I had a hypothesis that text messaging is a huge cash cow for mobile phone carriers; a high-value product with virtually no variable expense.
So I did some homework and found out I was right, and it was even worse than I imagined.
Text Message Pricing
On Verizon, text message pricing is as follows:
$0.20 per text — pay as you go ($0.25 for a picture message)
$5 for 250 texts –$0.02 per text (immediate red flag, the price just dropped 90%!!)
$10 for 500 texts — $0.02 per text … ok no price break there
$20 for 5000 texts — $0.004 per text (4/10ths of a cent)
Also note: the $10 and $20 plans include unlimited Verizon-to-Verizon texting, but for our purposes we’ll just ignore that.
Basically it’s a shrewd marketing move. Jack up the price of the a la carte texting to make the still-expensive-for-what-you-get plans look like a better deal.
Let’s also assume that Verizon plans on making money even if customers maximize their plan usage. That means Verizon’s marginal cost of delivering a single text message is less than 4/10ths of a cent.
That’s a good starting point, but I wonder how much less their cost really is?
Text Message Bits and Bytes
SMS text messages use 7-bit characters and have a maximum length of 160 characters, making the maximum data size of each SMS 1120 bits, or 140 bytes.
If an average mp3 song from iTunes is 4 MB, a text message is 0.0001335 MB. Almost nothing.
So now we’re down to less than 4/10ths of a cent for 0.0001335 MB, or roughly $30 per MB. How does that compare with the current data plans offered by wireless providers?
- A 200 MB monthly plan for $15 — 200x the data for half the price!
- A 2 GB monthly plan for $25 — 2000x the data for still 17% less!
Now I’m not a cell phone engineer, nor do I play one on TV, but let’s assume that the systems used to transmit wireless data (load web pages, download music, stream online videos) are the same systems used to transmit text messages.
If that is the case (and assuming AT&T still plans to make money on their 2 GB plan), they are openly admitting that their cost to transmit a text message is less than $0.0000016.
2 GB = 2147483648 bytes
Divided by 140 bytes per SMS = 15339169 texts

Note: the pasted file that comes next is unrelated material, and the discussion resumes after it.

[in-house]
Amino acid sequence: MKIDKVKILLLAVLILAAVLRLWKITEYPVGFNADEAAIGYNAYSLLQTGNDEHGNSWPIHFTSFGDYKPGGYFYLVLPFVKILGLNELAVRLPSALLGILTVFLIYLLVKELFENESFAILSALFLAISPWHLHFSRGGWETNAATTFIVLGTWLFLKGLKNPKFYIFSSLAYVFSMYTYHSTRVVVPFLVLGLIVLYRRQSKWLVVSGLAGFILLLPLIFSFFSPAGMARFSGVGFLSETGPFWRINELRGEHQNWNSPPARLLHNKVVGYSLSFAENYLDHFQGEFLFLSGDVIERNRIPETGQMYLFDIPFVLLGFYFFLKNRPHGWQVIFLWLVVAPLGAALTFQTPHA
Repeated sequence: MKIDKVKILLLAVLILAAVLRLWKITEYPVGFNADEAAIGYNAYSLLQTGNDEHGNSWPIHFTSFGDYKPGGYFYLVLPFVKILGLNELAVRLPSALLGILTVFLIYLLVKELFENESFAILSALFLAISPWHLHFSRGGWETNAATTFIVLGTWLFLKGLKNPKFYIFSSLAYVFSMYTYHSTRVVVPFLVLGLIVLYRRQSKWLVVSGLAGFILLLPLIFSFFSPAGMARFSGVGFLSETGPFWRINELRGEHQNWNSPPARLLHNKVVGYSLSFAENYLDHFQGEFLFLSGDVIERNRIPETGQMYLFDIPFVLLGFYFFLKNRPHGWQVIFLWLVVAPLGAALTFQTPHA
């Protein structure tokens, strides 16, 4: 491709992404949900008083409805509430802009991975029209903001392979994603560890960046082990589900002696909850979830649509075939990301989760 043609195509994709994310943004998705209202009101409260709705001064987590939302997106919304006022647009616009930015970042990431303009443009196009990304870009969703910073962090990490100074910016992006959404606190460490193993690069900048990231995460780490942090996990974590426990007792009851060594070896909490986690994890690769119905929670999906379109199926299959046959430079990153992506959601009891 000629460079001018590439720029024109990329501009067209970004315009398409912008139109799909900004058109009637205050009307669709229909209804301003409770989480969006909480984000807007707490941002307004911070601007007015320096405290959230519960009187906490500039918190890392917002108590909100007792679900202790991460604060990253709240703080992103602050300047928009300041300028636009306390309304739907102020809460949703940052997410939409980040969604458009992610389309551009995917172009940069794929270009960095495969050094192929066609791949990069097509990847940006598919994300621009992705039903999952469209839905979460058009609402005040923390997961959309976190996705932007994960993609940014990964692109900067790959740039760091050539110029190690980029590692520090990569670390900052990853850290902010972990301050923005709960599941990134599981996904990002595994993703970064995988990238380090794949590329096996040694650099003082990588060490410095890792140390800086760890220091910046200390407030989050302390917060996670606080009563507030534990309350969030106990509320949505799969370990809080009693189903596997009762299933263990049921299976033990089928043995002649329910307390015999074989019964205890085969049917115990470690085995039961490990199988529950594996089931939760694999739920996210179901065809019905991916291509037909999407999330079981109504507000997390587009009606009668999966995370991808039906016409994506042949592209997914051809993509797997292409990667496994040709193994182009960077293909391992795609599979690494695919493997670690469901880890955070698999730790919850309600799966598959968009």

$25 monthly cost / 15339169 texts = $0.0000016
Let’s go back to Verizon. Assuming they have a similar cost structure to AT&T, their net cost to deliver your 5000 monthly texts is just $0.008, total.
For which they’ll gladly charge you $20 — giving themselves a minimum 99.96% profit margin. Nice!
Text Message Industry
A well-deserved kudos to the cell phone industry for turning SMS messages into an amazingly profitable business. Worldwide, there are 2.4 billion texters sending approx. 550 billion texts per month.
The average global cost of these messages is $0.11, which would make texting a $700 billion a year industry, at virtually no cost to the mobile providers!
Granted, they made big investments in infrastructure to build out their networks, but still.
And I have no problem with these companies making money. In fact, good for them.
As long as customers continue to value the service even at the super-high prices, why not?
But there seems to be a growing sentiment that the pricing and costs may not be aligned; In 2009, Senate hearings took place over antitrust and collusion concerns.
Lower Cost Alternatives
The honeymoon is over for wireless providers and their text message price gouging. Any business with those kinds of margins just begs to be undercut, and several alternatives are already available.
- Mint Mobile – Unlimited talk and text with healthy data allowances starting at $15 a month.
- Republic Wireless has unlimited talk and text plans starting at $15 a month.
- Sprint includes unlimited texting in their data plan, without charging extra.
- Metro PCS and other low-cost providers include unlimited text and data for even less.
- Google Voice and Textfree apps can be set up to send and receive free text messages.